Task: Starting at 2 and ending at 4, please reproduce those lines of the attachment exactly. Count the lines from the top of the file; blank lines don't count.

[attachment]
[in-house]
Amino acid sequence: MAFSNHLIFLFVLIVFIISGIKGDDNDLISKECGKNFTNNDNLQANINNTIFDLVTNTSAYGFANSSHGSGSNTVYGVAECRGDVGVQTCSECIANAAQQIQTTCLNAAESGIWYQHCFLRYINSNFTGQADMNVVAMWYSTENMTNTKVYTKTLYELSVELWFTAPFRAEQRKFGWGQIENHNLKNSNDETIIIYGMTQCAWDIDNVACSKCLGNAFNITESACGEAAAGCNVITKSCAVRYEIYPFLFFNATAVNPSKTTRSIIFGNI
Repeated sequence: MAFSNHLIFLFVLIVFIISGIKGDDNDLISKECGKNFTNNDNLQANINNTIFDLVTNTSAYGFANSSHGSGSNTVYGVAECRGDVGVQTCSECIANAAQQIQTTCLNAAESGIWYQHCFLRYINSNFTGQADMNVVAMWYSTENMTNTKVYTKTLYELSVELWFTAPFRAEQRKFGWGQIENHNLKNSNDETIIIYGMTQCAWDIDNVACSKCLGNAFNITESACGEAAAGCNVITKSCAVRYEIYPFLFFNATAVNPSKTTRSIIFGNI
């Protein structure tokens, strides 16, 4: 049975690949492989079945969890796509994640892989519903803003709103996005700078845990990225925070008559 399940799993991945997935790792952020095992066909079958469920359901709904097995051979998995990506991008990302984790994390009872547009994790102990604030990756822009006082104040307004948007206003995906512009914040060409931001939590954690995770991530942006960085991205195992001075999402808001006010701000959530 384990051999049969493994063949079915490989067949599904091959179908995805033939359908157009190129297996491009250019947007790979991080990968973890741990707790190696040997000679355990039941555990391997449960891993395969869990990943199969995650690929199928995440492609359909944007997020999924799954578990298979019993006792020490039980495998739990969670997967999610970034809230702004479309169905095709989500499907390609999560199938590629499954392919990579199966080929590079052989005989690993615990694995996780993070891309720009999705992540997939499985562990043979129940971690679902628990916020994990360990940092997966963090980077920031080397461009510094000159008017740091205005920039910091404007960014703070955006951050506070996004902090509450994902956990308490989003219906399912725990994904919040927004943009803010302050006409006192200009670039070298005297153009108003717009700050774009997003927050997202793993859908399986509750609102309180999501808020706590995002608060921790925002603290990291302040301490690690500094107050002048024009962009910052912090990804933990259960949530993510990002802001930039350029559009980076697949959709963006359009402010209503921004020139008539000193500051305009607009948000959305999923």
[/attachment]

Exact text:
Amino acid sequence: MAFSNHLIFLFVLIVFIISGIKGDDNDLISKECGKNFTNNDNLQANINNTIFDLVTNTSAYGFANSSHGSGSNTVYGVAECRGDVGVQTCSECIANAAQQIQTTCLNAAESGIWYQHCFLRYINSNFTGQADMNVVAMWYSTENMTNTKVYTKTLYELSVELWFTAPFRAEQRKFGWGQIENHNLKNSNDETIIIYGMTQCAWDIDNVACSKCLGNAFNITESACGEAAAGCNVITKSCAVRYEIYPFLFFNATAVNPSKTTRSIIFGNI
Repeated sequence: MAFSNHLIFLFVLIVFIISGIKGDDNDLISKECGKNFTNNDNLQANINNTIFDLVTNTSAYGFANSSHGSGSNTVYGVAECRGDVGVQTCSECIANAAQQIQTTCLNAAESGIWYQHCFLRYINSNFTGQADMNVVAMWYSTENMTNTKVYTKTLYELSVELWFTAPFRAEQRKFGWGQIENHNLKNSNDETIIIYGMTQCAWDIDNVACSKCLGNAFNITESACGEAAAGCNVITKSCAVRYEIYPFLFFNATAVNPSKTTRSIIFGNI
């Protein structure tokens, strides 16, 4: 049975690949492989079945969890796509994640892989519903803003709103996005700078845990990225925070008559 399940799993991945997935790792952020095992066909079958469920359901709904097995051979998995990506991008990302984790994390009872547009994790102990604030990756822009006082104040307004948007206003995906512009914040060409931001939590954690995770991530942006960085991205195992001075999402808001006010701000959530 384990051999049969493994063949079915490989067949599904091959179908995805033939359908157009190129297996491009250019947007790979991080990968973890741990707790190696040997000679355990039941555990391997449960891993395969869990990943199969995650690929199928995440492609359909944007997020999924799954578990298979019993006792020490039980495998739990969670997967999610970034809230702004479309169905095709989500499907390609999560199938590629499954392919990579199966080929590079052989005989690993615990694995996780993070891309720009999705992540997939499985562990043979129940971690679902628990916020994990360990940092997966963090980077920031080397461009510094000159008017740091205005920039910091404007960014703070955006951050506070996004902090509450994902956990308490989003219906399912725990994904919040927004943009803010302050006409006192200009670039070298005297153009108003717009700050774009997003927050997202793993859908399986509750609102309180999501808020706590995002608060921790925002603290990291302040301490690690500094107050002048024009962009910052912090990804933990259960949530993510990002802001930039350029559009980076697949959709963006359009402010209503921004020139008539000193500051305009607009948000959305999923």